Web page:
Cognition

Tom Holroyd tomh at BAMBI.CCS.FAU.EDU
Fri Nov 20 11:27:26 EST 1992


Nice post, but I have some comments...

>From: erwin at trwacs.fp.trw.com (Harry Erwin)
>...
>Stimulus invariance is associated with semantic invariance, but _not_ with
>syntactic invariance (at the level of the olfactory nucleus). The _same_
>pattern in the nucleus _means_ different things from month to month. I've
>speculated that the cortex downloads a "semantic" model to the olfactory
>nucleus, the nucleus then monitors the stimulus using the model, reporting
>minor novelties (discrepancies between the model and the stimulus) and
>major novelties (unmatchable stimulus patterns) to the cortex (in a
>distributed manner).

I have a problem with the term "downloads".  Does this mean that the
cortex flips a switch in the olfactory nucleus and then dumps a semantic
model into it?  What is the switch?  What causes it?  What does the model
look like?  How is it transmitted to the nucleus?  How is the model
created in the cortex?  How is it stored in the nucleus?  How long does
the transfer take and what's the baud rate? :-)

***
Kidding aside, the concept of a "model" as an entity that can be transported
around the brain leads to all sorts of problems.  Homunculii, question
begging, etc.  The brain does not have a von Neumann architecture.
***

The discussion of the chaotic dynamics of the olfactory system was wonderful!
For example, you say:

>Since they operate in a state space with hyperbolic fixed points, it's easy
>to perturb them slightly and send them whereever you want. ...
>you can perturb them as they approach a hyperbolic fixed point and send
>them anywhere on their manifold.  The energy needed to control a chaotic
>process is many orders of magnitude less than the energy needed to control
>a process that has a fixed point or stable limit cycle.

This is a great picture, and shows that the system's behavior can be altered
by small, subtle changes in the interactions of the nucleus with its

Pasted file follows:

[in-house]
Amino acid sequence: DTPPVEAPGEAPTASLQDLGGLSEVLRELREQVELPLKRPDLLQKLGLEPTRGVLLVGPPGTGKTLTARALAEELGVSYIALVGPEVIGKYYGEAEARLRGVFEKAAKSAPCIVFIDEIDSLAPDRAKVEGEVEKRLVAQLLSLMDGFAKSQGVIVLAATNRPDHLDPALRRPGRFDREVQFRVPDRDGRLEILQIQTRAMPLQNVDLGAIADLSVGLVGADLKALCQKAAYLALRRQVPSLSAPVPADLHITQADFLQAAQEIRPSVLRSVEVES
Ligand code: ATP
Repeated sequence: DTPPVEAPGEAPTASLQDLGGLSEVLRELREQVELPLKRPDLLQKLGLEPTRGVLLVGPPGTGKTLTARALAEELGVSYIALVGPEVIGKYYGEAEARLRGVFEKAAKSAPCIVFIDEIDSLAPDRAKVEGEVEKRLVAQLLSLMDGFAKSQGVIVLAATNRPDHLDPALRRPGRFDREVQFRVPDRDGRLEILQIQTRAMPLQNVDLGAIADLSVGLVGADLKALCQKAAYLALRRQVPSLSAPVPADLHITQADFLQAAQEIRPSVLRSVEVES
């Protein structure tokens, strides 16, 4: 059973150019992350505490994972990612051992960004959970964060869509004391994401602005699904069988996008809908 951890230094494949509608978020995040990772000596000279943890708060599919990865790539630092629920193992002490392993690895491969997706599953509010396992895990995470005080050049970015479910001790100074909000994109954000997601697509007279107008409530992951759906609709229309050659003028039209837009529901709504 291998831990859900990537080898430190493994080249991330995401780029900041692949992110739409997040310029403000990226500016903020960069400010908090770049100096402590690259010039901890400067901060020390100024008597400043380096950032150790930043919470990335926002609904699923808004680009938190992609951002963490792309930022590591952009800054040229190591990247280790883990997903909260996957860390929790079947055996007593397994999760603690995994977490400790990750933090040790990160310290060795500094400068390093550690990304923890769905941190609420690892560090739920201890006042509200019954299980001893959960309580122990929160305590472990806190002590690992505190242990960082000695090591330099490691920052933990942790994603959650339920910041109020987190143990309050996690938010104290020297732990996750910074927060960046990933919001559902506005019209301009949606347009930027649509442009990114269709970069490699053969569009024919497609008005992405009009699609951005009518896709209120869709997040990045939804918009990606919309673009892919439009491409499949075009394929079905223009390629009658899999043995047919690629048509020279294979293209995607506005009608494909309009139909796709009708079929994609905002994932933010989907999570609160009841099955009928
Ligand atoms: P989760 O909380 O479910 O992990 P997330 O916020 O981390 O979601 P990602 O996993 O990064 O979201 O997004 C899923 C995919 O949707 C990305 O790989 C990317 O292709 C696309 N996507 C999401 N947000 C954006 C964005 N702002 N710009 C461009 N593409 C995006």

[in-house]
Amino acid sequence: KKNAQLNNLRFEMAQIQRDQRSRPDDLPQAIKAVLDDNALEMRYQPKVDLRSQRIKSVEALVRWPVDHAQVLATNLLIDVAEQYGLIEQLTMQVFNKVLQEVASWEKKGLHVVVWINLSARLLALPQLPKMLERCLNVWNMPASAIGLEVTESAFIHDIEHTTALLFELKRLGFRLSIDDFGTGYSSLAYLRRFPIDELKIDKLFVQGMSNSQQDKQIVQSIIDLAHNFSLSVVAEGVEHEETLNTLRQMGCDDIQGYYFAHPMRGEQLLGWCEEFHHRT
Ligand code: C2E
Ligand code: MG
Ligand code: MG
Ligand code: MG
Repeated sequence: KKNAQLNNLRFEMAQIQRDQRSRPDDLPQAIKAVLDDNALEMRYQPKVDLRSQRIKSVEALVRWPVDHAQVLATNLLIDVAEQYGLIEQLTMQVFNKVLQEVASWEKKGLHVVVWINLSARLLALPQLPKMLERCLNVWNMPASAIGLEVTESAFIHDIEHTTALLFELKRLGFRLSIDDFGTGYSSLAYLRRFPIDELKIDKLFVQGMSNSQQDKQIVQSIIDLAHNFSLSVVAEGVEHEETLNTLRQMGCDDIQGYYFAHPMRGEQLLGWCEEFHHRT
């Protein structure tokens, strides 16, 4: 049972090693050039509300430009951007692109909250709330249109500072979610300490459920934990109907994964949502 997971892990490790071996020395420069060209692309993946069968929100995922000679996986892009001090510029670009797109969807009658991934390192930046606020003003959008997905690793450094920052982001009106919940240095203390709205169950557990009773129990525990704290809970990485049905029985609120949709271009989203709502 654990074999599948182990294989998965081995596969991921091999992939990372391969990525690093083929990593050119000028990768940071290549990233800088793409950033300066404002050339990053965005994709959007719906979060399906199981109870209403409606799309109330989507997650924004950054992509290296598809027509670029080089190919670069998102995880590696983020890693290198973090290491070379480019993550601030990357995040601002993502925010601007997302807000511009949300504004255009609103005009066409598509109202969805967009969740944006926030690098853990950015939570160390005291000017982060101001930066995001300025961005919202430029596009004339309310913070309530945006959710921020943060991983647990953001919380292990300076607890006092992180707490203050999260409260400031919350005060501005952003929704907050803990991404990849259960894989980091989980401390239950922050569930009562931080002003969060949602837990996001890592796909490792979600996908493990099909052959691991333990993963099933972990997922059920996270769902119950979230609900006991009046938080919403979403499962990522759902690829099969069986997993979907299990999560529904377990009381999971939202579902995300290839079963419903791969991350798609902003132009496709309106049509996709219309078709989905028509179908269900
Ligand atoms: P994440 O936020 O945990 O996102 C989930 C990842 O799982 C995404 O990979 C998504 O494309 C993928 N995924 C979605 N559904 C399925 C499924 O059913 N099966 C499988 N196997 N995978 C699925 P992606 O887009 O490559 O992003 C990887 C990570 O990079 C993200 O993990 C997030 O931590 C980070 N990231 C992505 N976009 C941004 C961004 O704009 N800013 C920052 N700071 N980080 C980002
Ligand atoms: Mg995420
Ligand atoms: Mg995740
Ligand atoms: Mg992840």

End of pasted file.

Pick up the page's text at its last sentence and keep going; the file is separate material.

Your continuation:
environment.

So we have a picture of a complex dynamical system being driven by
patterned inputs and interactions with other cortical regions.  Then you
go and download a model into it, as if it were a RAM chip. :-) It seems much
clearer to me to continue with the dynamical reasoning:  slow parametric
changes in the olfactory nucleus alter the attractor layout - these are
internal to the nucleus itself (like changes in synaptic strength).
The changes can be both 'autonomous' structural changes in the nucleus
itself, or as a result of coordinated pattern changes between the nucleus
and the cortical regions it communicates with.

Remember that the olfactory system has to cope with many problems during
development and over the course of evolution.  It is not known a priori
which scents will be meaningful.  It is not known a priori what the detailed
structure of the olfactory system will be.  Also, the sensitivity of the
system requires that it be unstable in the sense of the quote above.  I
suggest that variation and selection are necessary properties for such a
pattern recognition system to be able to adapt to the "blooming, buzzing,
confusion".

The patterns resulting from the interactions are stabilized (selected) by
the higher cortical structures as a result of behavioral information which
supplies the semantics for the patterns.  Changes in the patterns resulting
from growth, receptor damage, synaptic change, etc. result in new activity
patterns in the olfactory cortex, which, being an equally sensitive system,
uses the new patterns and the recent behavioral information to stabilize
the new pattern.  The variability seen in the nucleus/cortex system enables
it to act as an adaptive filter, isolating the rest of the brain from the
irrelevant details.

In summary, I think it makes more sense to think in terms of the coordinated
patterns of the whole system rather than isolating subsystems which send
"models" back and forth.

Tom Holroyd
Center for Complex Systems and Brain Sciences
Florida Atlantic University, Boca Raton, FL 33431 USA
tomh at bambi.ccs.fau.edu





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